Techno Blender
Digitally Yours.

Here’s how to protect your Mac

0 16


There’s a new macOS turtle ransomware in town. You don’t need to hide in your digital shell, but you might want to take it slow and avoid having your Mac compromised.

This new macOS ransomware was discovered and analyzed a few days ago by Objective-See (via AppleInsider), and it’s one of those attacks you should be aware of. Still, it’s nothing that you should change your habits – if you know how to navigate online.

Internal references on the data analyzed show the hackers call this attack “Turtlerans,” “TurnmiRansom,” and “TurtleRansom,” so it’s not BGR inventing this malware a name. As expected, it works with Windows and Linux and was recently ported to macOS.

Objective-See goes way deep in the malware, but long story short, your Mac should probably block a possible attack, as you need to actively let it work on your computer. If the attack is successful, here’s what happens: “It reads it into memory, encrypts it with AES (in CTR mode), renames the file, then overwrites the file’s original contents with the encrypted data. Pretty standard ransomware logic,” the blog post reads.

Interestingly, this turtle ransomware is also pretty easy to decrypt (I mean, if you know, you know). That said, the reason to be concerned about this malware is more about the fact that the authors have set their sights on macOS rather than having your files stolen at this moment.

How to prevent yourself from this macOS turtle ransomware?

First and foremost, the publication praises Apple for implementing technologies to protect OS-level files. So, if you have an Apple silicon Mac, your computer is even more protected against attacks that aim at the system’s core files.

In addition, to protect yourself, just make sure to download software and files from places you trust, such as the Mac App Store, directly from developers or websites you know. Before this ransomware attacks, it will ask for access to your files. So, if you’re not sure what you’re downloading – or letting a third-party application access something for no reason – don’t do it/don’t let it.


There’s a new macOS turtle ransomware in town. You don’t need to hide in your digital shell, but you might want to take it slow and avoid having your Mac compromised.

This new macOS ransomware was discovered and analyzed a few days ago by Objective-See (via AppleInsider), and it’s one of those attacks you should be aware of. Still, it’s nothing that you should change your habits – if you know how to navigate online.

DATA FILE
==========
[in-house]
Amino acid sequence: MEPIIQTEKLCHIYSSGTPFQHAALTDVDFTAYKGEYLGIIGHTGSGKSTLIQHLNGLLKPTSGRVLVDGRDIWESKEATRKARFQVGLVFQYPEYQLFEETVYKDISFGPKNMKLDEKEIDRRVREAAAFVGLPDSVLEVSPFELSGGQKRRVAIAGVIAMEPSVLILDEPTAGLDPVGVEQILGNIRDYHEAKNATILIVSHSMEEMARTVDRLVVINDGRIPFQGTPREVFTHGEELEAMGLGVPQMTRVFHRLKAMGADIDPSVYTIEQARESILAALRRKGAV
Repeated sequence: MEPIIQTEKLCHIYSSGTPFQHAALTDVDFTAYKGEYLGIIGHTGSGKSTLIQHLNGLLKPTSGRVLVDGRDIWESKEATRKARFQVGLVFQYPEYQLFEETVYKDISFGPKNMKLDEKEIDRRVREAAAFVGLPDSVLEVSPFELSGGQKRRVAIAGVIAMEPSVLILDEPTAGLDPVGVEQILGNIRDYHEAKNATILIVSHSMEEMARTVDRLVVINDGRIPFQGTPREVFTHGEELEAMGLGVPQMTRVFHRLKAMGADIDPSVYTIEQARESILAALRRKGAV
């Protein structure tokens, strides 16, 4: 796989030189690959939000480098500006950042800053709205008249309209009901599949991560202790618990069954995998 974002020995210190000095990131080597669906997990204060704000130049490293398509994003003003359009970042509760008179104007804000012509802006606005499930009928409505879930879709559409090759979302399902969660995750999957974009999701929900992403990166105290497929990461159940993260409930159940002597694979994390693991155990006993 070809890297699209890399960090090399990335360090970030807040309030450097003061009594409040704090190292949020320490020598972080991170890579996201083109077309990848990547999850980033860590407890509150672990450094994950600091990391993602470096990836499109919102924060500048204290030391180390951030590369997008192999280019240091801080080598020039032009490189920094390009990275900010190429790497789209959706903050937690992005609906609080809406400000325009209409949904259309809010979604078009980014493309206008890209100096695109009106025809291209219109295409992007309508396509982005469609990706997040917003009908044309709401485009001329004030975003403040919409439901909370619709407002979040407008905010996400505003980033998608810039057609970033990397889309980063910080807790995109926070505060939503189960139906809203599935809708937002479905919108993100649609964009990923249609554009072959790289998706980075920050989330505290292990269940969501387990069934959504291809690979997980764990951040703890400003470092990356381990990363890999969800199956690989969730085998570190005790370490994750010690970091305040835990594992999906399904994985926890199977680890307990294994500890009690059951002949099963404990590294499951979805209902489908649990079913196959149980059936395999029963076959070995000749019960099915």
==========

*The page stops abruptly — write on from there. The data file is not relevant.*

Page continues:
Internal references on the data analyzed show the hackers call this attack “Turtlerans,” “TurnmiRansom,” and “TurtleRansom,” so it’s not BGR inventing this malware a name. As expected, it works with Windows and Linux and was recently ported to macOS.

Objective-See goes way deep in the malware, but long story short, your Mac should probably block a possible attack, as you need to actively let it work on your computer. If the attack is successful, here’s what happens: “It reads it into memory, encrypts it with AES (in CTR mode), renames the file, then overwrites the file’s original contents with the encrypted data. Pretty standard ransomware logic,” the blog post reads.

Interestingly, this turtle ransomware is also pretty easy to decrypt (I mean, if you know, you know). That said, the reason to be concerned about this malware is more about the fact that the authors have set their sights on macOS rather than having your files stolen at this moment.

How to prevent yourself from this macOS turtle ransomware?

First and foremost, the publication praises Apple for implementing technologies to protect OS-level files. So, if you have an Apple silicon Mac, your computer is even more protected against attacks that aim at the system’s core files.

In addition, to protect yourself, just make sure to download software and files from places you trust, such as the Mac App Store, directly from developers or websites you know. Before this ransomware attacks, it will ask for access to your files. So, if you’re not sure what you’re downloading – or letting a third-party application access something for no reason – don’t do it/don’t let it.

FOLLOW US ON GOOGLE NEWS

Read original article here

Denial of responsibility! Techno Blender is an automatic aggregator of the all world’s media. In each content, the hyperlink to the primary source is specified. All trademarks belong to their rightful owners, all materials to their authors. If you are the owner of the content and do not want us to publish your materials, please contact us by email – [email protected]. The content will be deleted within 24 hours.

Leave a comment